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Tallassee Mills | Photo © 2021 Bullet, www.abandonedalabama.com

Tallassee Mills

Location Class:
Built: 1844 | Abandoned: 2005
Status: Abandoned
Photojournalist: David Bulit

Founding of Tallassee

Prior to the founding of Tallassee, the Muskogee-Creek Indians had settled in the town of Talisi, located at the mouth of Euphaubee Creek, where it meets the Tallapoosa River, about three miles south of the current Tallassee. Located nearby was Tukabatchee which was a younger Creek settlement and the last great capital of the Muskogee Creek Confederacy. In October 1811, Tecumseh and his brother Tenskwatawa attended the annual Creek council at Tukabatchee to convince the Creek Nation to join their pan-tribal campaign against encroaching European society. Tecumseh’s ideas were met with some support, enough so that his ideas eventually led to the Creek War in 1813.

The loss of the war resulted in the loss of the Native Americans’ claim to their land as the Creek Nation was forced to cede over 21 million acres of land to the United States government. Due to the passing of the Indian Removal Act in 1830, the Creeks were forcibly removed from their land in 1832. Most of the Muskogee Confederacy were relocated to Indian Territory while others remained, having given up their tribal membership, and were considered United States and state citizens as a condition of remaining.

Tallassee Falls Manufacturing Co.

Barent DuBois founded Tallassee in 1835 when he acquired a large portion of land in the Tallassee area through deeds and grants. As early as October 24, 1835, was the town laid out and people were living in what was then known as “Tallassee Town”. In 1836, the services of the “Tallassee Guards” were offered to Governor Clement Comer Clay during the Second Creek War. In 1844, Barent Dubois and his wife Milly Reed DuBois sold the land to Thomas Meriwether Barnett and William Matthews Marks who would build Tallassee’s first textile mill and the second built in Alabama. The Tallassee Falls Manufacturing Company produced cotton first, and later wool cloth, and would remain a major part of the town’s economy for more than 160 years.

Civil War

During the Civil War, the Tallassee Guards became part of the Confederate Army. The mill supplied cloth for uniforms and tents. In 1864, with the war escalating around Richmond, Virginia, the chief of ordnance for the Confederacy Colonel Josiah Gorgas recommended moving the Richmond Carbine Factory deeper into the south. The carbine factory was moved to the Tallassee Mill where a new armory was constructed and began manufacturing Tallassee Carbines, a .58 caliber carbine patterned after the British Enfield carbine with a modified barrel, which was to become the official carbine of the Confederate cavalry. During the course of the Civil War, the town of Tallassee was never attacked by Union forces, though they came close.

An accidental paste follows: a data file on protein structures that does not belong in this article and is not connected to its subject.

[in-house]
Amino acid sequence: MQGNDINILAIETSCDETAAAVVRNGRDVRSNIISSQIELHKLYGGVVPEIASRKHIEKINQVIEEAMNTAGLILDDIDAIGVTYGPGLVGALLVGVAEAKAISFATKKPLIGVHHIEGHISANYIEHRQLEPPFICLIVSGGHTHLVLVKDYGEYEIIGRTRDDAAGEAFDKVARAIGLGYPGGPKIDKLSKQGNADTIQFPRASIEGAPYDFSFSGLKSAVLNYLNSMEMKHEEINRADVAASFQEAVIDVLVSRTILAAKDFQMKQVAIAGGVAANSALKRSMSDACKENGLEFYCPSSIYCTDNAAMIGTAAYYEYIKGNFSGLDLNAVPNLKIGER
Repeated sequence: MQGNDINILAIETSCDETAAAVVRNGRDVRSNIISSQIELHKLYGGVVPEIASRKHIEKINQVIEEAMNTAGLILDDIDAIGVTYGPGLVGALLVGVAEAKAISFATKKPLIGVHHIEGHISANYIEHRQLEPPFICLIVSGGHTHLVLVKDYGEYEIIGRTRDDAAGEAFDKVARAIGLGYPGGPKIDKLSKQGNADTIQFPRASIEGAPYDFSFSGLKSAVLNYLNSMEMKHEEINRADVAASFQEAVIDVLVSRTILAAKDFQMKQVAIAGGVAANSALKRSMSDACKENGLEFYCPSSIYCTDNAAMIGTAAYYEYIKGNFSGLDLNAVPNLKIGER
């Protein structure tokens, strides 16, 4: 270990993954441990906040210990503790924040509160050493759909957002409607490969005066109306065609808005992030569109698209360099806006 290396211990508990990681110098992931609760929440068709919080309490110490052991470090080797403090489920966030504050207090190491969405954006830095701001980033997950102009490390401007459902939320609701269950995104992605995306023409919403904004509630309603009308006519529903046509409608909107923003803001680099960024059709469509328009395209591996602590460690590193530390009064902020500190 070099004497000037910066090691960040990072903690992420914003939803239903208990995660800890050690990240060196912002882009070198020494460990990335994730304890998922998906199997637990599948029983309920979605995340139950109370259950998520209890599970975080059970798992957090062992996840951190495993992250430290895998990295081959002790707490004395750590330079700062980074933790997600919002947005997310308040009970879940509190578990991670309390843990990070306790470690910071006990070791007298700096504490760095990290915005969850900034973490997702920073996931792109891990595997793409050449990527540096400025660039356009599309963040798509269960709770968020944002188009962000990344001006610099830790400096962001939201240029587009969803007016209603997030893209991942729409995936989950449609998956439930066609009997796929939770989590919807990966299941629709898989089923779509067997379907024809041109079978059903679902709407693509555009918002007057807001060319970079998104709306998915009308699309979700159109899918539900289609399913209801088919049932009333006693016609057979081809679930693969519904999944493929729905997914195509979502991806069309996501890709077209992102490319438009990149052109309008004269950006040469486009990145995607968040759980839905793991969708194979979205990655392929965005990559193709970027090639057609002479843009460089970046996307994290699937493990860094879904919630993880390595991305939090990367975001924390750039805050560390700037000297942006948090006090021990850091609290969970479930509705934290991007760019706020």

Tallassee Mill
Artist rendering of Tallassee Mill No. 1, 1913

Battle of Chehaw Station

In July 1864. Union Major General Lovell H. Rousseau led a raid through Alabama with a force of 2,500 cavalrymen armed with Spencer repeating rifles with the mission of burning and destroying railroads, buildings, and supplies. Upon reaching Chehaw Station, the Union forces were met with resistance by a unit of the Tuskegee Home Guard and a skirmish ensued, now known as the Battle of Chehaw Station. A train carrying a battalion of 16 and 17-year-old cadets soon joined the Confederate forces, joining the battle using old muzzle-loading muskets and a small cannon. The Union troops were ordered to withdraw after the Confederates were reinforced by a militia from Tuskegee.

As a result of the Confederate forces’ actions, the Union never reached Tallassee or the armory. Rousseau’s force would go on to complete their task of taking and burning a large number of supplies at Opelika, destroying 30 miles of track, and burning down the railroad stations and warehouse of the Montgomery and West Point Railroad.

Wilson’s Raiders

By early-1865, approximately 500 Tallassee Carbines were produced. In March 1865, Union Major General James H. Wilson advanced into Alabama with 13,000 troops with the task of destroying the arsenal in Selma. Concerned for the safety of the carbines in Tallassee, orders came down to move the rifles and all the manufacturing equipment to Macon, Georgia where the Confederacy was constructing what was to be the world’s largest small arms factory. After capturing Selma and destroying the city’s arsenal and shipbuilding facility, Wilson swung his troops towards Montgomery, capturing the city on April 12 with no resistance as its citizens and militia were ordered to evacuate beforehand.

With Robert E. Lee’s surrender of the Army of Northern Virginia on April 9, the Army of the South under the command of General Joseph E. Johnston had not yet surrendered. Wilson’s plan was to head east into Georgia to destroy the remaining arsenals and munitions, and to cause any remaining local forces to “disintegrate.” While detachments were sent to West Point, Georgia, and Columbus, Georgia, others were ordered to destroy some mills and bridges on the Tallapoosa River.